mâtin et dogue d'Ulm


New Member
Le chien jaune by Georges Simenon, describing the titular dog, says:

"... sa grosse tête rappelle à la fois le mâtin et le dogue d'Ulm."

I am familiar with dogue meaning mastiff (or any big dog with a mastiff-y head) and the WR dictionary confirms it. A few online dictionaries translate mâtin as mastiff as well. (Mâtin does not appear in the WR dictionary.) However, judging by the context, it seems that Simenon is expecting his readers to have two distinct, contrasting mental images for mâtin and dogue d'Ulm and to be surprised that one dog's head could evoke both.

There is some discussion here^H^H^H^H somewhere online saying that some dictionaries translate mâtin as "hunting hound." The only other clue my googling turned up is a sculpture titled "Dogue d'Ulm" in a public park in Brussels. Simenon grew up in Liège rather than Brussels, but perhaps he knew the sculpture. According to the description I linked^H^H^H^H^H^H didn't link, the sculpture is known commonly as Le Chien Vert — coincidence? To complicate things even more, the sculpture looks more like a hound than a mastiff, but the description of the sculpture describes it as depicting a "dogue."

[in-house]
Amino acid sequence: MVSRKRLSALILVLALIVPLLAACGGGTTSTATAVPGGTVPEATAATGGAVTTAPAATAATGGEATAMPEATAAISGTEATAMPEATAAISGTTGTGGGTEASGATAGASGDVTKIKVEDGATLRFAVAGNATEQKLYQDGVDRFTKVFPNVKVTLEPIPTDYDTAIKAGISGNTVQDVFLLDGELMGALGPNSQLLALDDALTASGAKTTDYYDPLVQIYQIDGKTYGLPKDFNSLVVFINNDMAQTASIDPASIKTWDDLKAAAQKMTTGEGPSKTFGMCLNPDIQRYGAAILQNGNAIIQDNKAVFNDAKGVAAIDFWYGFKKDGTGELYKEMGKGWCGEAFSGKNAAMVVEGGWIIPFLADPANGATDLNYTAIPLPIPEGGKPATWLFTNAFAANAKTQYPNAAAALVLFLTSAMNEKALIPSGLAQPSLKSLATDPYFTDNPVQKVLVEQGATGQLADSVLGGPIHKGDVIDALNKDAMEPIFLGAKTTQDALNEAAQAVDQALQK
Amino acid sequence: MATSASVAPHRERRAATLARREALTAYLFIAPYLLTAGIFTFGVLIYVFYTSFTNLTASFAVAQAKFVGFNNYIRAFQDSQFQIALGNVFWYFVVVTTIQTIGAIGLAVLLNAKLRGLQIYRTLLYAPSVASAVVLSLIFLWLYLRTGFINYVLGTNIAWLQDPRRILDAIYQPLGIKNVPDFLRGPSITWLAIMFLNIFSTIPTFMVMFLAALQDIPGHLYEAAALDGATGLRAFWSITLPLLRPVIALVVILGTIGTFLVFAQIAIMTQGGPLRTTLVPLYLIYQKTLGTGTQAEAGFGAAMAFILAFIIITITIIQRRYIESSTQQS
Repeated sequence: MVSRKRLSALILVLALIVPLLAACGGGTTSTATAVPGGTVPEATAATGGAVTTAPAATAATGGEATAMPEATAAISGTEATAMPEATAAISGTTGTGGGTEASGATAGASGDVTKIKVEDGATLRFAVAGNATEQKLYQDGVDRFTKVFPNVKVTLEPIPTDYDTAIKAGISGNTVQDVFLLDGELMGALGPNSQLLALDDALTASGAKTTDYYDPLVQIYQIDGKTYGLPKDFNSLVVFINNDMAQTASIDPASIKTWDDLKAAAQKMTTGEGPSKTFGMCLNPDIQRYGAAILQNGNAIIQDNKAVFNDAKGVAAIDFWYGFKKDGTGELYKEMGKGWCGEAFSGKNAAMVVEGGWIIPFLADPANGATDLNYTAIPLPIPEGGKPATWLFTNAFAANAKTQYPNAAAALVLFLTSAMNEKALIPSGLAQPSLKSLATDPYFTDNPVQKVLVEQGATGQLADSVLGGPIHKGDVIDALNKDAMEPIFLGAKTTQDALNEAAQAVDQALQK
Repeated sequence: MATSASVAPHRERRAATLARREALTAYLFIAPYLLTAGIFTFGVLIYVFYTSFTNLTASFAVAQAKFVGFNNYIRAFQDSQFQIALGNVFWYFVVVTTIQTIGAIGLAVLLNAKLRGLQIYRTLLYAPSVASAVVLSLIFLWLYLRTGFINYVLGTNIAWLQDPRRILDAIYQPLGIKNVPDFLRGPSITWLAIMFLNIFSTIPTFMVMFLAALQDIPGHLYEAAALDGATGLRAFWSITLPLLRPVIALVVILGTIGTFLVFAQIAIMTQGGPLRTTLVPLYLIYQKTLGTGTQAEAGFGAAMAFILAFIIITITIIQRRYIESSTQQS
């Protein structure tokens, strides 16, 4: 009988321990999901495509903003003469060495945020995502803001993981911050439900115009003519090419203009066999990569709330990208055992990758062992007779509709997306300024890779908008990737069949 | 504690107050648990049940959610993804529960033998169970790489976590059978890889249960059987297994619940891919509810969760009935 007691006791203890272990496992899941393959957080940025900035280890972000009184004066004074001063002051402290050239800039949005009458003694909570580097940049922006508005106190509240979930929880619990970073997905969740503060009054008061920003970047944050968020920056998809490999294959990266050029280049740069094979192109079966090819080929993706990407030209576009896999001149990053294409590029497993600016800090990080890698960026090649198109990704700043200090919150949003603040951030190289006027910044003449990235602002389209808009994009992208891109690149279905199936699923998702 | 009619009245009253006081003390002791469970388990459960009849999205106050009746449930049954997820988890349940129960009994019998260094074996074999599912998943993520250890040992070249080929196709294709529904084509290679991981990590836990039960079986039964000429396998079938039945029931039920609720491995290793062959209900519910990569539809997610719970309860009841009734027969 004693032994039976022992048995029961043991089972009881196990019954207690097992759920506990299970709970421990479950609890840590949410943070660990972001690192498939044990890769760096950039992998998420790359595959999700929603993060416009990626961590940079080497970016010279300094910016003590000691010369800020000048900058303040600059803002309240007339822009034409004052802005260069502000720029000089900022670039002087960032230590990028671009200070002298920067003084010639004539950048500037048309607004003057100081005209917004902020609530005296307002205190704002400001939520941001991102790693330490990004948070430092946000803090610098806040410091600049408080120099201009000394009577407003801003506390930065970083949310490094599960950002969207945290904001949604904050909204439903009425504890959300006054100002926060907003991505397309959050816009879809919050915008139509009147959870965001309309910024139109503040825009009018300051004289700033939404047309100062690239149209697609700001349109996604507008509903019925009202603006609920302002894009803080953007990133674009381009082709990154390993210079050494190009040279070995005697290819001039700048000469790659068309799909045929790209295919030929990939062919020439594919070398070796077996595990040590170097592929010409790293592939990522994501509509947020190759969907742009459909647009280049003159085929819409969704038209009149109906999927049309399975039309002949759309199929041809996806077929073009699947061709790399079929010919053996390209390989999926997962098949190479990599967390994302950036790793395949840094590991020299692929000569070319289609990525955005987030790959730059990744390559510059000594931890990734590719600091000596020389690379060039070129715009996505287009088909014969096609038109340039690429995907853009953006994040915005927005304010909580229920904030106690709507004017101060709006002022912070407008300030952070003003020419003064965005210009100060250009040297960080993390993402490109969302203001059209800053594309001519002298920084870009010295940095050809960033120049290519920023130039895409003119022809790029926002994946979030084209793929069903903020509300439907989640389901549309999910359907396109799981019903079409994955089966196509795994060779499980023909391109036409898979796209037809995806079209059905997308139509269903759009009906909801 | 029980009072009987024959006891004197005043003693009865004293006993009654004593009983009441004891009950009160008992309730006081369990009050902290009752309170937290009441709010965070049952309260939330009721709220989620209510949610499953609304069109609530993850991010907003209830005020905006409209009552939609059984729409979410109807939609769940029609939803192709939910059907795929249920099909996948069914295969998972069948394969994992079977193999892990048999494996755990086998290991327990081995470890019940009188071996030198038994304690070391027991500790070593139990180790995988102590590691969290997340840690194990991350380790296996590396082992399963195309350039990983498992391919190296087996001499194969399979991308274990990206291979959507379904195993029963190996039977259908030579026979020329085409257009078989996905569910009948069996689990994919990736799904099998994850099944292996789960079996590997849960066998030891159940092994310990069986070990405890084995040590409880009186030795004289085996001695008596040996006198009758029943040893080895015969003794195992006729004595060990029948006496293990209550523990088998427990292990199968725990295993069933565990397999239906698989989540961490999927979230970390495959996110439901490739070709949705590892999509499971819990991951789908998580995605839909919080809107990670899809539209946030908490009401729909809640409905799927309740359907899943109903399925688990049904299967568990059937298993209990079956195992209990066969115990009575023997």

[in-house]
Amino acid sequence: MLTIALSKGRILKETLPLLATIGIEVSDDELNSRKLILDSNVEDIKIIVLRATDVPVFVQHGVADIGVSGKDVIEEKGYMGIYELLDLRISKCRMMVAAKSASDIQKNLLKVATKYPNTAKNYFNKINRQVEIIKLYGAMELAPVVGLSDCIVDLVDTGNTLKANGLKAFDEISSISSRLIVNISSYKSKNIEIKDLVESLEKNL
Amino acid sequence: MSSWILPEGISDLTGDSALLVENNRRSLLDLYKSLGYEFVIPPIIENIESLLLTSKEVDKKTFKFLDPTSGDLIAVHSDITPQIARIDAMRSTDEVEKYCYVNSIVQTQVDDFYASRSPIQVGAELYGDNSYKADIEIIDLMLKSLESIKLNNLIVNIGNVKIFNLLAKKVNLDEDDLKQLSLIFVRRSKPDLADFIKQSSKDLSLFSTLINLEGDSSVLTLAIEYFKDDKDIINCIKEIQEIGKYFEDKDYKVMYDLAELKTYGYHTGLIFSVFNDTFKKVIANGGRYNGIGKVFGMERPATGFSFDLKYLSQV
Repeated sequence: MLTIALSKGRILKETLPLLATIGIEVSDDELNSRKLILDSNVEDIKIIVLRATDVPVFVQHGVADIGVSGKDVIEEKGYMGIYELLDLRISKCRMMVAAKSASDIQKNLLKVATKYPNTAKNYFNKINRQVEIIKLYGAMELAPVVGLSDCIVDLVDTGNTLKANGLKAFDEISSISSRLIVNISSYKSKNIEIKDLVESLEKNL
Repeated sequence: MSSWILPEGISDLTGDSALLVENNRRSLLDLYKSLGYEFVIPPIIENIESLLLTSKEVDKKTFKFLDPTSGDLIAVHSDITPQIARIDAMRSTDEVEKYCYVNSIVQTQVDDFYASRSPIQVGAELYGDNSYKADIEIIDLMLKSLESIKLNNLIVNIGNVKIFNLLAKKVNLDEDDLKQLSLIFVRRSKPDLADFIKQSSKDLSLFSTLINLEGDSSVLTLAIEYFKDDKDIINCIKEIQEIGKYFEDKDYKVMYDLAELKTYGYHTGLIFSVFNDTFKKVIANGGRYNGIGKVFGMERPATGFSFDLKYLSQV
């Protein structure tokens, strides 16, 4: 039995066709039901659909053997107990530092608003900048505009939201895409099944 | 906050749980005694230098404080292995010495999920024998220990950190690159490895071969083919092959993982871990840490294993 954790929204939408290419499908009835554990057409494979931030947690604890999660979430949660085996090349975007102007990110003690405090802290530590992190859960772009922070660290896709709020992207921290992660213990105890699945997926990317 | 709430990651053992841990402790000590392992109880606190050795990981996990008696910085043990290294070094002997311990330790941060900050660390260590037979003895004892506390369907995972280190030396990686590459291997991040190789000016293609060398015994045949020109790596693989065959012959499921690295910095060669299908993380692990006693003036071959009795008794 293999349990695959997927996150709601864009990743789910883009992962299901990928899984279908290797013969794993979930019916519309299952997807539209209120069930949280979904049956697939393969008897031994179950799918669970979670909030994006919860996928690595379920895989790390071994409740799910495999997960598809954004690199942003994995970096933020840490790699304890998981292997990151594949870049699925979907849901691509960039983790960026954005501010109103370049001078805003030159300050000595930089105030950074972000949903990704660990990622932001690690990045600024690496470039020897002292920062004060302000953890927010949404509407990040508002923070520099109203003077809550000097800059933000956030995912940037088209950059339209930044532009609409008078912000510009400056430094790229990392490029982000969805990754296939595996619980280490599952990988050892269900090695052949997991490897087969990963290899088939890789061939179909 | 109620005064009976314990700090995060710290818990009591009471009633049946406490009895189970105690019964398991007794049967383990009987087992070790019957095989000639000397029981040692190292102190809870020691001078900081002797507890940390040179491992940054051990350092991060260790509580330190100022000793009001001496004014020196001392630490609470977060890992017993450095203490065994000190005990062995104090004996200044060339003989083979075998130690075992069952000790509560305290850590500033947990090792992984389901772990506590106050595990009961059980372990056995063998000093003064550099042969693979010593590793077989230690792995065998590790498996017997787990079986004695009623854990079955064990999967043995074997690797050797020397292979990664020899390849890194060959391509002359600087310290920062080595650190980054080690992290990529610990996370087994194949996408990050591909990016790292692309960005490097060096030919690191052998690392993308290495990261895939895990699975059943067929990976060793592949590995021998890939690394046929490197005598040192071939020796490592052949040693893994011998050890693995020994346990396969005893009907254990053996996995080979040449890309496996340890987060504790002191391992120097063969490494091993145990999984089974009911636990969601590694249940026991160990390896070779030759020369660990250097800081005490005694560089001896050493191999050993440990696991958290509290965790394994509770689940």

P.S. I would like to have provided you the links, but WR prefers to make you look up my references yourself since I might be spamming you. What crude system. Anyway, just google for "dogue d'Ulm" and "mâtin."
  • Uncle Bob

    Senior Member
    British English
    The French Wikipedia has a short page on "mâtin" and lists m. de Naples, m estagnol, m des Pyrenées and m. belge. It says it is translated as "mastiff".
    For the "dogue d'Ulm" I found a site (here) (Great Danes) which says:
    "Iron Chancellor of Bismarck...further developed the breed by crossing the mastiffs of south Germany with the Great Danes of north Germany.... Their first show was in 1863 in two different breed names: Ulmer Dogge and Danisch Dogge... in 1877 they were shown in Britain under the name of Siberian or Ulm Dog." (My bold)


    New Member
    Thanks! Searching for "mâtin belge" yielded a photograph of a dog from a mâtin belge breeding program, as well as some older photographs and illustrations. They look very different from mastiffs. The line from the book makes perfect sense if mâtin means mâtin belge and dogue d'Ulm ​ means something like a Great Dane.
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